You have to just follow the breadcrumbs and stop trying to further theories that support what someone wants to happen. 

Also in 31:00 segment of the video Dan also talks about the best way to learn, ( which can also be ascribed to "the best way to get the right answer" )  The best way is to try lots of times, with changing different variables, and to have immediate feedback, and for that feedback to be precise.

This is a good explanation for why obesity research is a mess, and why figuring out sleep is difficult. Lots of variables, some randomness due to genetics etc. 


  • Can we avoid emotional interference's in our daily decision making?
Emotions are designed to take over cognition, override "free will" in a sense. Dan says emotions are designed to aggressively take over and execute a specific sequence of events. But most importantly, he says emotions are "hard to fight"

Infact Dan then argues that trying to fight your emotions is kind of pointless. The best you can do is instead modify your situation so that you will not be put in a place where those emotions are invoked and so you do not have to fight them.

I think this bears significance for LC and dieting. If you want to avoid falling off the LC bandwagon, the best you can do is avoid situations where carby food is going to be available. I notice people often report succumbing to carbs during holidays. In these situations I dont think you should blame yourself.  


  1. 9 mg of melatonin. :o I thought I had bad insomnia.

    I feel the same way about blogging.

  2. I enjoy your POV - and I think that's a value often overlooked as we read many of the same materials and discuss them. All of focus/have the little light bulb come on over different things, based on our own histories and situations. Talking those through is extremely valuable, IMHO. It's not just N=1 but N=1 with respect to this item, where noted these other items.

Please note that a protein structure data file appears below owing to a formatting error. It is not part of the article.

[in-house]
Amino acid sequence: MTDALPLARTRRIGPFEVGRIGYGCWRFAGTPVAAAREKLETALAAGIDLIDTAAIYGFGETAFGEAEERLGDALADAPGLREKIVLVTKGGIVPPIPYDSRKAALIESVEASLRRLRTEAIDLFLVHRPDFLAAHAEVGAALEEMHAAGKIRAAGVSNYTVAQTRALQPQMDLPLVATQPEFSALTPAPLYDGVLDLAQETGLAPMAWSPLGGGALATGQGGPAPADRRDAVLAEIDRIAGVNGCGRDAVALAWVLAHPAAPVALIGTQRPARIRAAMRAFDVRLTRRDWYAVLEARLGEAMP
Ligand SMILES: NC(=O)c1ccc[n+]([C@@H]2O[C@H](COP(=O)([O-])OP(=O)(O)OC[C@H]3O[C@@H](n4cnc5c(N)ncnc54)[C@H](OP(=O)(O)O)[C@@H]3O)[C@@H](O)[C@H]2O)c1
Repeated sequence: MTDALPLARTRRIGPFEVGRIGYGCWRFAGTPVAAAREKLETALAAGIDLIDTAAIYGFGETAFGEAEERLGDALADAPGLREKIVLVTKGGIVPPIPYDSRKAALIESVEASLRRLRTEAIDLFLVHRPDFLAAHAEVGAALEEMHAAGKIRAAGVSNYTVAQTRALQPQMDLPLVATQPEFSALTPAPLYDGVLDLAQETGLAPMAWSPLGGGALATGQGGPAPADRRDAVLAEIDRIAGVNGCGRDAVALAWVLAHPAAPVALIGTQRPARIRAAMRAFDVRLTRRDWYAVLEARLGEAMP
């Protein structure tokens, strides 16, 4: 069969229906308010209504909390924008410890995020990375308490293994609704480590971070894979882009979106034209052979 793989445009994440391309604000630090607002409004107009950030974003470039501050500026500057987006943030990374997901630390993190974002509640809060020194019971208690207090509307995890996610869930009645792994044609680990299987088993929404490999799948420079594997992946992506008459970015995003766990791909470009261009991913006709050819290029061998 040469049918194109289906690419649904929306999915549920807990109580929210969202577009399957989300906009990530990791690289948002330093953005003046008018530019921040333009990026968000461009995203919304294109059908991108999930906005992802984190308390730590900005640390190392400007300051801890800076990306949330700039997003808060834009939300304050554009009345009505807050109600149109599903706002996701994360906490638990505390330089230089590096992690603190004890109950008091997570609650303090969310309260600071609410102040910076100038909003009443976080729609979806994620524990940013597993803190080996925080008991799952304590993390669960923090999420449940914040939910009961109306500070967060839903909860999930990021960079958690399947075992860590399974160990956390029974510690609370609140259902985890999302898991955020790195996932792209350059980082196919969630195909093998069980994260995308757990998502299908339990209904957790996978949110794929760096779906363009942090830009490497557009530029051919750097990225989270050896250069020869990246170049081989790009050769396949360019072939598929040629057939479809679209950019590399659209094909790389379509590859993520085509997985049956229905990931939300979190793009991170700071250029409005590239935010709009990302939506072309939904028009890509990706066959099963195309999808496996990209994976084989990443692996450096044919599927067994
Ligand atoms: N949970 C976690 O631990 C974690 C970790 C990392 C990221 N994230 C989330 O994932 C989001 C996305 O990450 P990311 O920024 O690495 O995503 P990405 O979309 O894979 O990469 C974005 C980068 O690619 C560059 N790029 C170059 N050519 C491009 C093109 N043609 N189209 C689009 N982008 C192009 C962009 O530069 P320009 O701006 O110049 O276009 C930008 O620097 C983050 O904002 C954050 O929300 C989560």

In that way, we get a richness of context we'd otherwise miss, I think.

    Perhaps a good forum would serve the same purpose ... but I think in the end it would be shallower.

    I hope you can keep contributing to the dialog, in whatever form fills your needs.

  3. Haven't read the paper beyond the abstract yet, but sharing is caring! Also, wtf? -->

    "Genetic inactivation of Bid, a key pro-apoptotic
    molecule that serves as a link between these two cell death path-
    ways, significantly reduced caspase activation, adipocyte apoptosis,
    prevented adipose tissue macrophage infiltration, and protected
    against the development of systemic insulin resistance and hepatic
    steatosis independent of body weight. These data strongly suggest
    that adipocyte apoptosis is a key initial event that contributes to
    macrophage infiltration into adipose tissue, insulin resistance, and
    hepatic steatosis associated with obesity in both mice and
    Inhibition of adipocyte apoptosis may be a new thera-
    peutic strategy for the treatment of obesity-associated meta-
    bolic complications."

    Link to pdf:

    1. Ive seen this paper before, its way off the beaten track. Something to do with hypoxia during expanding adipose tissue, hypoxia increases mitochondrial dysfunction which in turns induces apoptosis. I think thats how it goes.

      Angiogenesis is also involved, expanding adipose tissue needs angiogenesis to support it, otherwise adipocytes that are poorly innervated by blood capillaries experience hypoxia.

      What the researchers REALLY need to ask themselves is,... why is the adipose tissue expanding in the first place?

  4. Oh Kindke, you are an idealist. Now why would researchers focus on the really important and practical stuff? :)

    Still no time to read the paper, but I will get back to this.. What kills me is that no angiogenesis at all, "adipostat" or what its called, will kill off WAT, but increasing angiogenesis, too, can help getting rid of WAT.. Lucky us that we now a blogger whos hypothesis explains that all. FOOD REWARD.